Johnston's surrender on April 26th, resulted in the bridge not being used to supply Sherman's Army moving forward. Instead, "a large amount of stores were sent up the North Carolina Railroad for use of the force which had just surrendered during the time required to parole the men."

On May 8, 1865, the USM RR returned the railroad line to its owners without having used the four locomotives and forty cars. By this time, Wright, "had a good opportunity to judge of the condition of the rolling-stock of the 'Confederacy'. It was nearly worn out."

Posted June 25, 2021, by Michael Devall (mld74 [at] reagan [dot] com)

A correction on my previous post. After looking at a 2007 supplement provided by the North Carolina Department of Cultural Resources, it mentions that the current bridge over Cedar Creek south of Franklinton was built by Seaboard Air Line Railroad shortly after 1900, probably in 1902-1903. The link to the supplement is posted in the comments on the Cedar Creek Bridge page.

Posted June 25, 2021, by Michael Devall (mld74 [at] reagan [dot] com)

In looking at a 2007 supplement provided by the North Carolina Department of Cultural Resources earlier today in reference to the proposed Southeast High Speed Rail Corridor, it looks like there were three bridges built over Cedar Creek south of Franklinton. The first one was built around 1839 which was 528 feet long. It was destroyed by Confederate troops during the Civil War in 1865 along with the bridges at Weldon and Gaston. About a year or so later, Union Army troops rebuilt the bridge over Cedar Creek. The current steel deck girder bridge was constructed by Seaboard Air Line Railroad shortly after 1900, probably around 1902-1903. Based on information provided by Mike DeGrace that a second bridge over the Tar River between Franklinton and Kittrell, also a steel deck girder, was built in 1903. I'd expect that both bridges were done by SAL at the same time. According to GIS measurements, the current bridge over Cedar Creek is around 512 feet long.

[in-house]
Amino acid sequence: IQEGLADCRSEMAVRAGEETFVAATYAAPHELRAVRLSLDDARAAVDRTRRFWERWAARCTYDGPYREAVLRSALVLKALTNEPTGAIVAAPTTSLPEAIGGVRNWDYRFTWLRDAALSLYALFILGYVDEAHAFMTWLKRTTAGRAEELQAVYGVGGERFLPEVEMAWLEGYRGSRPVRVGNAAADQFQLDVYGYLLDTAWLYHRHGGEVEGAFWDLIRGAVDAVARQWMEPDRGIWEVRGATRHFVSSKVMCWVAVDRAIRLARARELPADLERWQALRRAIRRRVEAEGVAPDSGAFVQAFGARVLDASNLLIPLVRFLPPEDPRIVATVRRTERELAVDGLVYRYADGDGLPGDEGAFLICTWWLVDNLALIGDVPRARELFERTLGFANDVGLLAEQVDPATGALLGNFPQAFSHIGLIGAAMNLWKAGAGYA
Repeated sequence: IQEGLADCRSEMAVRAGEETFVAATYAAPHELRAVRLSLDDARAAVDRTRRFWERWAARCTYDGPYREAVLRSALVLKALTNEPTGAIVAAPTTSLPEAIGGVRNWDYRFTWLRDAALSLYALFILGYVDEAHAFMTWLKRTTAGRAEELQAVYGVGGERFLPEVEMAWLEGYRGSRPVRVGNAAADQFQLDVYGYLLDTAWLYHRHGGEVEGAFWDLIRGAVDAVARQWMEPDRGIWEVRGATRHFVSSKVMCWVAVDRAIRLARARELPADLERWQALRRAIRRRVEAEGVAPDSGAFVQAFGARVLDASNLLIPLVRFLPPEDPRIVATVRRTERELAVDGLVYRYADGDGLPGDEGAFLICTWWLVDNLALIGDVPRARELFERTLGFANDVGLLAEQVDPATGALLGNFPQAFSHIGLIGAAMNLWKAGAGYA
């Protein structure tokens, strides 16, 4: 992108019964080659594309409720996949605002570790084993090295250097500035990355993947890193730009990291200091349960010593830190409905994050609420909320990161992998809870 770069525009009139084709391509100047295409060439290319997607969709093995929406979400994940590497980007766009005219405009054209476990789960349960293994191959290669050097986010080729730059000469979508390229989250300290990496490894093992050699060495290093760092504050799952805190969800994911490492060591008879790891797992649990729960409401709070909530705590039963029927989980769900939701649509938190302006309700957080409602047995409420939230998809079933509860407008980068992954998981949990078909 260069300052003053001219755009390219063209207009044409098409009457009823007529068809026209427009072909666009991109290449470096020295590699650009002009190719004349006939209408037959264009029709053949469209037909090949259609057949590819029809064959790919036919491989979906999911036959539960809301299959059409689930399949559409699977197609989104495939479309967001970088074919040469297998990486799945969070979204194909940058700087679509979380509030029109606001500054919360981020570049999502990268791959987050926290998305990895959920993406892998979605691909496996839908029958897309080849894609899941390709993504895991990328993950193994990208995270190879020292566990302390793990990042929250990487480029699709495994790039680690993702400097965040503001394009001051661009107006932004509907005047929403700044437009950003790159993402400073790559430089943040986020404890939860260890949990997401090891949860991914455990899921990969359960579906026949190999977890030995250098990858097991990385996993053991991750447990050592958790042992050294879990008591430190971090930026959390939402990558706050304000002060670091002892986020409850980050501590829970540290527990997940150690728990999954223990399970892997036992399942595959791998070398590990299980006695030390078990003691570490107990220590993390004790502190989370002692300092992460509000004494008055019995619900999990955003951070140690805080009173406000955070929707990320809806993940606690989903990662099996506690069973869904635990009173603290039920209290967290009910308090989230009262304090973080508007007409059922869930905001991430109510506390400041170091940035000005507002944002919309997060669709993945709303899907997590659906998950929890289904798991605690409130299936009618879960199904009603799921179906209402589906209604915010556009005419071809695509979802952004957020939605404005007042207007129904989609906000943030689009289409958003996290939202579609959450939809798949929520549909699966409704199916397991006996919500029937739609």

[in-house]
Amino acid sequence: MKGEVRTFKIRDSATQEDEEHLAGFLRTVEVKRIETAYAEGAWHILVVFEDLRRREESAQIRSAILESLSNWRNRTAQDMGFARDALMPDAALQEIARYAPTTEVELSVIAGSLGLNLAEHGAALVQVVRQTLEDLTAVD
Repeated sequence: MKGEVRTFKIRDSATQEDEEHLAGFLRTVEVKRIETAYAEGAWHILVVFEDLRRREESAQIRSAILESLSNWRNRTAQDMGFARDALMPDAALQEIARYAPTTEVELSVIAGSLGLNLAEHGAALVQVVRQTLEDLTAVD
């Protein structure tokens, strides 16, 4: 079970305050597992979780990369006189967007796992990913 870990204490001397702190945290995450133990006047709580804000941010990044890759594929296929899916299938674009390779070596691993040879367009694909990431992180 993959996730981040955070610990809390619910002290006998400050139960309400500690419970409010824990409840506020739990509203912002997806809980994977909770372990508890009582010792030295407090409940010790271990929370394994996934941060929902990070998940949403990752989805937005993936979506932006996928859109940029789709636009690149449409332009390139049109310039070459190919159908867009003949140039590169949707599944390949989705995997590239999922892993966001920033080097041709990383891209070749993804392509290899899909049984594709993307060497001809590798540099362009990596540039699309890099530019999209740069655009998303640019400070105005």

Here is a link to the 2007 supplement provided by the North Carolina Department of Cultural Resources:

https://files.nc.gov/ncdcr/historic-preservation-office/PDFs...

Posted June 24, 2021, by Michael Devall (mld74 [at] reagan [dot] com)

They are two different railroad bridges, Norman. The one here is located on the Franklin/Vance County line over the Tar River and Sunrock Road. As already mentioned on the page, the current concrete bridge was built in 1974-1975. According to GIS measurements, the bridge is around 573 feet long. The older bridge built ca. 1839 over the same section was 846 feet long. This bridge is located four miles north of Franklinton and five miles south of Kittrell.

As for the railroad bridge over Cedar Creek, which is a steel deck plate girder, it is located two miles south of Franklinton. According to GIS measurements, that one is around 512 feet long. The older bridge built ca. 1839 over the same section was 528 feet long. I'm not sure when the current bridge was built, but I would expect that it was sometime around the World War II period.

Bridgehunter.com link for Cedar Creek trestle:

https://bridgehunter.com/nc/franklin/bh68589/

Both bridges are currently owned and managed by CSX Transportation, part of the S-Line. From recent articles, the rail line is in the works to be sold to the State of North Carolina as part of the Southeast High Speed Rail Corridor project.

Posted June 15, 2021, by DeAnne McCollum (deanne68t [at] gmail [dot] com)

Bridge Closed, foot traffic only

Leith's Creek Bridge (North Carolina)
Posted June 15, 2021, by chazzychasechandler (aimhighamerica)

Replaced by a new bridge circa 2015

Posted May 30, 2021, by Norman Dean III (deancrof [at] centurylink [dot] net)

Is this the same or was it called the Cedar Creek Trestle???

Smith Creek Bridge (North Carolina)
Posted May 23, 2021, by Nathan Holth (webmaster [at] historicbridges [dot] org)

Trucks: When they aren't wandering in and out of their lanes on the expressway or seeing how slowly they can pass another truck on the expressway, they are out looking for another truss bridge to destroy. https://www.starnewsonline.com/story/news/2021/05/21/new-han...

Posted May 17, 2021, by Nathan Holth (webmaster [at] historicbridges [dot] org)

Still cutting those trucks down to size... https://www.youtube.com/watch?v=mPUL2SQ77uQ

Posted May 11, 2021, by Carol Jernigan (misselaine57 [at] yahoo [dot] com)

Hi Calvin,

Jeff & I explored a piece of property on Spivey Mountain where we found a grave for someone who was "killed by a train in Pine Ridge Tunnel in McDowell County, N.C." Name- W.O. Shehan Aug 1908

Roanoke River Bridge (North Carolina)
Posted May 6, 2021, by Luke

The city is also not the bridge.

Roanoke River Bridge (North Carolina)
Posted May 6, 2021, by Tom Hoffman

Williamston is in Martin County, not Bertie County.

Shocco Creek Bridge (North Carolina)
Posted April 23, 2021, by chazzychasechandler (newsguyatl [at] yahoo [dot] com)

Replaced by new bridge

Posted April 20, 2021, by Henry Grady (Hankgradyjr [at] gmail [dot] com)